The sunset was gorgeous. We set up camp above the lakes, on some granite slabs with a high vantage point of the sunset. Wayne read a book, with clothing spread out to dry. I snapped a picture that doesn't really convey the glory of our high position, but would have to do.
I had a waterproof tarp along, with no tent. The nights stayed dry.
The next day, our summit day, the others were more civil, now, in allowing me to set the start time. We hiked over a rocky saddle, then had our view of the peak. It had gotten some fresh snow. The snow cross was distinct. Boulder-hopping over big granite talus, we came to the base of the class 2 north slopes. The others took off ahead. I carried my usual emergency bivouac gear, and they had light packs. Also, my five pound camera pack served to slow me down.
They soon disappeared out of sight above. I followed tracks in the snow to the ice gully that forms the middle of the cross. They had crossed this gully, and I had a nervous moment on the hard, slick surface. I realized later that they had turned about on their route, and then re-crossed the ice. I had a delay in trying to be safe and to climb with care. Their group had three sets of eyes to check the route. I essentially was climbing solo.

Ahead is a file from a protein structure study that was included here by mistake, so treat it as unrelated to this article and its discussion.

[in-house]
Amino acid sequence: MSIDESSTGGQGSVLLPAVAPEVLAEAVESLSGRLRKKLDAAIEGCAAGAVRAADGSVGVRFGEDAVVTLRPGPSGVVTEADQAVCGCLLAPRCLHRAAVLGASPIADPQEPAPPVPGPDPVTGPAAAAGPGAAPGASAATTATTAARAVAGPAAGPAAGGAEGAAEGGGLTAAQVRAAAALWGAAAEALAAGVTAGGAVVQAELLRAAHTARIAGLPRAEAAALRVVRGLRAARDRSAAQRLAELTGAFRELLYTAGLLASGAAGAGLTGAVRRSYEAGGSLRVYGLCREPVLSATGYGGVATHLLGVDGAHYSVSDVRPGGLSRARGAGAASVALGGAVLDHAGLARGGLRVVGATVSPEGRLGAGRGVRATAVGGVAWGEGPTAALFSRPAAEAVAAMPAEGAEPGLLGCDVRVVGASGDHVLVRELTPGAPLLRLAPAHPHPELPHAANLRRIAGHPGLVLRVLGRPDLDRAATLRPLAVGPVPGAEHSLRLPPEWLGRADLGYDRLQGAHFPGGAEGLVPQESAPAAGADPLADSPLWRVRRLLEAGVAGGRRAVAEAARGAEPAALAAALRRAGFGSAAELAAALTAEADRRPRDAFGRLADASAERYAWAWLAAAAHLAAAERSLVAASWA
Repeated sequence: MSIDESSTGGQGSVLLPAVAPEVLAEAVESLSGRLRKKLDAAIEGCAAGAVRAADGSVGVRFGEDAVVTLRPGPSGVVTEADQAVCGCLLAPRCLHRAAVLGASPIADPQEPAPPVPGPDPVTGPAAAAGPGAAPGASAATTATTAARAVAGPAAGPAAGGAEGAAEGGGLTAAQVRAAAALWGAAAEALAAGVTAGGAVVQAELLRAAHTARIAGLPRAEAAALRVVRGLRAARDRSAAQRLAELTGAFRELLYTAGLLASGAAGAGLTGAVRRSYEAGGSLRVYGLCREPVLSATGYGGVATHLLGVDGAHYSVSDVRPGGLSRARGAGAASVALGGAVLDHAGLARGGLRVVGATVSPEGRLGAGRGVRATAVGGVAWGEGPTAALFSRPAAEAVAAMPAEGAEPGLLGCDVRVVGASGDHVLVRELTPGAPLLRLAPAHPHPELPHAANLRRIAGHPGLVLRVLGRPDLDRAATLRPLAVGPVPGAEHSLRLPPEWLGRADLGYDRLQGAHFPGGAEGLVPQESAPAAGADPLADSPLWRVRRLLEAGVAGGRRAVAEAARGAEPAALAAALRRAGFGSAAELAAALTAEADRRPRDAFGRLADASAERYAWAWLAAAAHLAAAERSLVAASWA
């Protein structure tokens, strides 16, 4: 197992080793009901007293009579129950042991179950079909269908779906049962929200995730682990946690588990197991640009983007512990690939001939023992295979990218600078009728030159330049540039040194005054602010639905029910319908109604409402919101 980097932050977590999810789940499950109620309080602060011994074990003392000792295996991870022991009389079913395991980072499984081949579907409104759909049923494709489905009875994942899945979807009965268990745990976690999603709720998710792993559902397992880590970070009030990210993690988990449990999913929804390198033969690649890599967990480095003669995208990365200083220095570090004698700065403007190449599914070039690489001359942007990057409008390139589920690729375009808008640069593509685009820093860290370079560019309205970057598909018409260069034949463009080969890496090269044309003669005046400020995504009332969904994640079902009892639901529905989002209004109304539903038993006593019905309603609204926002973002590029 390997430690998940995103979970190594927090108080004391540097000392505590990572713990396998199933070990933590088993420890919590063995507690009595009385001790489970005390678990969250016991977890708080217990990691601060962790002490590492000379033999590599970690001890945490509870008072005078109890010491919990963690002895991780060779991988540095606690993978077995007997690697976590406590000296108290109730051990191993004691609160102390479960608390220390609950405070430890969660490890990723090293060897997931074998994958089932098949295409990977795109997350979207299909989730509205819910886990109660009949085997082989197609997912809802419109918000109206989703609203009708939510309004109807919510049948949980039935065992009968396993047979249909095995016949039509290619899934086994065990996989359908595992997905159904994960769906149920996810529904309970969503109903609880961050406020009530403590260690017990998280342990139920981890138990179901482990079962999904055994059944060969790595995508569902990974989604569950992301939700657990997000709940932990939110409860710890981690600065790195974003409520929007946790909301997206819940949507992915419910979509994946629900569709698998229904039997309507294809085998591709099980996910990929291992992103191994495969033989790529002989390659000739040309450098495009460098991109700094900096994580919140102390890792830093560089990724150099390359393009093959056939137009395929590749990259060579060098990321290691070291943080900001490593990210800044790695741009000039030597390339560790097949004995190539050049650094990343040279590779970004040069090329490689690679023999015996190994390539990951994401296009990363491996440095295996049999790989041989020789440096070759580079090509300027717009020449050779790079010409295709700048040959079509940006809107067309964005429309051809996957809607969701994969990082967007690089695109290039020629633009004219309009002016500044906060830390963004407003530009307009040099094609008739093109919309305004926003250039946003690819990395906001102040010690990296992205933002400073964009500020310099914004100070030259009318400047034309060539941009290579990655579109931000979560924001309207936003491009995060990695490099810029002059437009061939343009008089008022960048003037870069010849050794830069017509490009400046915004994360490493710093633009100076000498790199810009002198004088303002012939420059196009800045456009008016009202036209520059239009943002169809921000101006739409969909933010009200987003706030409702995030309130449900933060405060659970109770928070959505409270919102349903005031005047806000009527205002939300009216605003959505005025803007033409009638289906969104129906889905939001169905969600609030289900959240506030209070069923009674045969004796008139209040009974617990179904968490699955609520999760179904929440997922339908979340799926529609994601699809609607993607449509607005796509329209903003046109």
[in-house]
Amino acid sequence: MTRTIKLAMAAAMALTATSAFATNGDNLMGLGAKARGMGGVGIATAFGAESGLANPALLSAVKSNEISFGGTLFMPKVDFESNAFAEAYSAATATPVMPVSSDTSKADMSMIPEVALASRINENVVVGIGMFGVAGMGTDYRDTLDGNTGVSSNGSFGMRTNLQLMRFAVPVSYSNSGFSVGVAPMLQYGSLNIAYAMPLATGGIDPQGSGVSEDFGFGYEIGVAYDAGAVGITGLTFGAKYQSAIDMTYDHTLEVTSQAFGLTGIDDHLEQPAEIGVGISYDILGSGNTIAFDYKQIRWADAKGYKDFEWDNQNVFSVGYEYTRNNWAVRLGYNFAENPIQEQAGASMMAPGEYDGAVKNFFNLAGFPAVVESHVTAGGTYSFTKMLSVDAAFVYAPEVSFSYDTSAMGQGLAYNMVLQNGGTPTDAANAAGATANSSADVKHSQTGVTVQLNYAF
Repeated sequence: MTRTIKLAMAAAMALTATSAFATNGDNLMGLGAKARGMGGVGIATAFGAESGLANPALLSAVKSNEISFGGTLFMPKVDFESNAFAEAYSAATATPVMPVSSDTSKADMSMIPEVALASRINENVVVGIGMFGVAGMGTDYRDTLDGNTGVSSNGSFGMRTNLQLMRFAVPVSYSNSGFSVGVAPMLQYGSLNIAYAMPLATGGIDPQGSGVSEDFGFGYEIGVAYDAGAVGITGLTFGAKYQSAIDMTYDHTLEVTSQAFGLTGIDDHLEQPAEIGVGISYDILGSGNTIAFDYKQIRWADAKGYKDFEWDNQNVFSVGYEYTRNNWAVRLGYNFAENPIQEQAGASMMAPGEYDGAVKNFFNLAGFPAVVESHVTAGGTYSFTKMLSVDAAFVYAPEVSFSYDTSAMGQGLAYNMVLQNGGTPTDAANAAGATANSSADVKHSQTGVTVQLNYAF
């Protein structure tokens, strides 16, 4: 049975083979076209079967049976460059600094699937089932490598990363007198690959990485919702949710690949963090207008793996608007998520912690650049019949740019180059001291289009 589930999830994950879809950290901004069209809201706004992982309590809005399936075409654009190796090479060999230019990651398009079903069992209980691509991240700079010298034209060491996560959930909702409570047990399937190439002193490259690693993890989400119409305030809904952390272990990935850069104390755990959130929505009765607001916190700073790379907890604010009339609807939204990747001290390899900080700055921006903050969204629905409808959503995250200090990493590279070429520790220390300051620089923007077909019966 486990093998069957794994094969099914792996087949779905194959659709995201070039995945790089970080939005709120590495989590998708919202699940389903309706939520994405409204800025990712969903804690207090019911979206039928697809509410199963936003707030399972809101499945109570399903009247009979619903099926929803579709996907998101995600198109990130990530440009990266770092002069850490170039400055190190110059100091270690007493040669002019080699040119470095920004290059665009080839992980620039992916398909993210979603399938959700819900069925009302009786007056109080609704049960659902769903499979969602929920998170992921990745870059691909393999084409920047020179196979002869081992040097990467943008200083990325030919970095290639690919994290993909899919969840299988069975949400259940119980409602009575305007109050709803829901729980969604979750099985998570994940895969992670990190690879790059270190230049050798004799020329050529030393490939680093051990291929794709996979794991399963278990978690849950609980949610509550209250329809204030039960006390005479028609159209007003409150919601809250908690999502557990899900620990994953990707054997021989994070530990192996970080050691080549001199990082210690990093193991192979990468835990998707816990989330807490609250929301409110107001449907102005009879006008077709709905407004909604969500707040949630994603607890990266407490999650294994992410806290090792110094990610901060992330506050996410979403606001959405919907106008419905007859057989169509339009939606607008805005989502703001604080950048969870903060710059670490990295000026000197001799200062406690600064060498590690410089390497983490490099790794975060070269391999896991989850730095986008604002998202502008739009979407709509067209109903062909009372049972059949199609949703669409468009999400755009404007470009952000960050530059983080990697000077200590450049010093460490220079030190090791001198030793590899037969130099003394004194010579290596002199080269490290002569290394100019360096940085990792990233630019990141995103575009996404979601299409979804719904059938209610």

I topped out on the summit. The others had been there for some time. Dave ran over to and climbed a summit pinnacle, whooping and hollering. He was having a good time. Stating that it was class 4, none of the others chose to bag it. In my mind, it did look higher. I came back in 1994 to finish this climb by bagging this high rock. That was a point that stuck in my mind for years!
The group announced that they were going over to bag North Guard, an adjacent peak. I had to warn Wayne that the two others did class 5 unroped. He chose to go with them. So, I stayed on the Brewer summit, savoring the vista, and rested. I read through the Brewer register, and photographed interesting entries. Some renowned Sierra personalities had signed in.
The others were well on their way to North Guard. Clouds were forming, but I enjoyed my solo time on the summit of Brewer. Finally descending, I worked carefully down the boulder field. Down a thousand feet from the top, I scouted out an approach to the summit of North Guard. The only route I could see ended in a steep, holdless area of slabs. The others had made the top, and I could hear them. They had signed out in an nebulous fashion, but I found a comfortable boulder to wait on. I wanted to make sure they got down O.K.